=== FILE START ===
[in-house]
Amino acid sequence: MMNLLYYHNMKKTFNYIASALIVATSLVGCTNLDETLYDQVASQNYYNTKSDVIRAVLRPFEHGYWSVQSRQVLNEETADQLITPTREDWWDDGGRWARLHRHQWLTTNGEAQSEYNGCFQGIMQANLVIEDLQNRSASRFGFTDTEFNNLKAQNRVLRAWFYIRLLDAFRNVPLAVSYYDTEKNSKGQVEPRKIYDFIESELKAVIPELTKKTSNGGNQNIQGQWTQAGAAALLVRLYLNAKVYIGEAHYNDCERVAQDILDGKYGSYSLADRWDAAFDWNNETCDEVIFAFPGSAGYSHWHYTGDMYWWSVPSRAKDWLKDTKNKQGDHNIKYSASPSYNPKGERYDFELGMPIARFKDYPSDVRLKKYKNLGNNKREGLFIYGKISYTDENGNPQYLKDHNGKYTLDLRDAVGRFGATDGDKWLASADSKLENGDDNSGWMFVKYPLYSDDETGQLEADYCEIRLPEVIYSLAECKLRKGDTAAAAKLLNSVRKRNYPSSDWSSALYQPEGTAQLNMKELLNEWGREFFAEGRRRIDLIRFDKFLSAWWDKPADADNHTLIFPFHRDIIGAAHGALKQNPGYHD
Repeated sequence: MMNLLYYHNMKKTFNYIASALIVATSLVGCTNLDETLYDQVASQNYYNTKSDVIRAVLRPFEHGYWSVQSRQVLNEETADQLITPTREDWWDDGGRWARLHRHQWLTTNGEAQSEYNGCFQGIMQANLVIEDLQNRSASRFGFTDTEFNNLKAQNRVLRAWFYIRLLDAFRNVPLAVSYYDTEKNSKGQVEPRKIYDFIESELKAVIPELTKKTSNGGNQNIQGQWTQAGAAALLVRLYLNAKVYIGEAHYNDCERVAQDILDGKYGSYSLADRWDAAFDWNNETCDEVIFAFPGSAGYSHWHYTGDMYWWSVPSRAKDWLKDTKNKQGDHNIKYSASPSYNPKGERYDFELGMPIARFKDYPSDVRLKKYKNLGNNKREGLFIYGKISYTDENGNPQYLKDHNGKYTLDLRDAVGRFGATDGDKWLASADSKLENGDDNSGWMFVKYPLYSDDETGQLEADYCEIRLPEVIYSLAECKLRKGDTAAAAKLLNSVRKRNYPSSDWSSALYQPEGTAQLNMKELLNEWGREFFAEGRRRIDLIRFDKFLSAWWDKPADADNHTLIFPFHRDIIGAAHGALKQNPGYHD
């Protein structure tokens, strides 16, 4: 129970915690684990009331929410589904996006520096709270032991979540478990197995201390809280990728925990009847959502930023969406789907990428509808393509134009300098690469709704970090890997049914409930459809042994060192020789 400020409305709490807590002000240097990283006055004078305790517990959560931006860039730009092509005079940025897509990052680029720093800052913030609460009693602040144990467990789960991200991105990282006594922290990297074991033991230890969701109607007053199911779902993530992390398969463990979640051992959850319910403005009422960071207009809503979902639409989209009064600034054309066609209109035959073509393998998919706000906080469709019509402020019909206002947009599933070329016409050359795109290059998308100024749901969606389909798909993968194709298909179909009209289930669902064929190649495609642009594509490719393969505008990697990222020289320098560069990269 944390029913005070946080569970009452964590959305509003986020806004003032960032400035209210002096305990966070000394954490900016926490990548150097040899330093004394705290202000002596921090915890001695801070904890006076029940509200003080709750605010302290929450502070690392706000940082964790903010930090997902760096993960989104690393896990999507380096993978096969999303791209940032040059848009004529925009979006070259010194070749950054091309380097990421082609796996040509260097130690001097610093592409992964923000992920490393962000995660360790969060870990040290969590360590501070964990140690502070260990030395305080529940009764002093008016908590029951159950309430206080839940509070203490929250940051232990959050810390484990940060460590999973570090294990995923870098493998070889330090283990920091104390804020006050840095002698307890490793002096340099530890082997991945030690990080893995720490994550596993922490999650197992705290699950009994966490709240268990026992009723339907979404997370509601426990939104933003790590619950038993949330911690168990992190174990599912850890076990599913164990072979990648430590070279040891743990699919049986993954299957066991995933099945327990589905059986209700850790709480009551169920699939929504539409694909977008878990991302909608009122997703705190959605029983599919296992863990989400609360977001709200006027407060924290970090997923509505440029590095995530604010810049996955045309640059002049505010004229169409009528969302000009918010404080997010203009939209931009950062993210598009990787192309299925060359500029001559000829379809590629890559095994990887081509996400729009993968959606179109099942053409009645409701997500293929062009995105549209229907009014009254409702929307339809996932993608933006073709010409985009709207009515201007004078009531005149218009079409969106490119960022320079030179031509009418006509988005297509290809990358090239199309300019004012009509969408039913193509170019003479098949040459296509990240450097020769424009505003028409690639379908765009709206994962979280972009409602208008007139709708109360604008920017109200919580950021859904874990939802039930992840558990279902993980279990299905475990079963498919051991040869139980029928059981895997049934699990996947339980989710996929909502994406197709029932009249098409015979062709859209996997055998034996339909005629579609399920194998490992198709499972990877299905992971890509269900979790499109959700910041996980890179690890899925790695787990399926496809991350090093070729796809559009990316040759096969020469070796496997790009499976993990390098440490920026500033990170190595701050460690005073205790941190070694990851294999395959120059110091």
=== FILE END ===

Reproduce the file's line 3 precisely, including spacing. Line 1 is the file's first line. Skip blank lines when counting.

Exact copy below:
Repeated sequence: MMNLLYYHNMKKTFNYIASALIVATSLVGCTNLDETLYDQVASQNYYNTKSDVIRAVLRPFEHGYWSVQSRQVLNEETADQLITPTREDWWDDGGRWARLHRHQWLTTNGEAQSEYNGCFQGIMQANLVIEDLQNRSASRFGFTDTEFNNLKAQNRVLRAWFYIRLLDAFRNVPLAVSYYDTEKNSKGQVEPRKIYDFIESELKAVIPELTKKTSNGGNQNIQGQWTQAGAAALLVRLYLNAKVYIGEAHYNDCERVAQDILDGKYGSYSLADRWDAAFDWNNETCDEVIFAFPGSAGYSHWHYTGDMYWWSVPSRAKDWLKDTKNKQGDHNIKYSASPSYNPKGERYDFELGMPIARFKDYPSDVRLKKYKNLGNNKREGLFIYGKISYTDENGNPQYLKDHNGKYTLDLRDAVGRFGATDGDKWLASADSKLENGDDNSGWMFVKYPLYSDDETGQLEADYCEIRLPEVIYSLAECKLRKGDTAAAAKLLNSVRKRNYPSSDWSSALYQPEGTAQLNMKELLNEWGREFFAEGRRRIDLIRFDKFLSAWWDKPADADNHTLIFPFHRDIIGAAHGALKQNPGYHD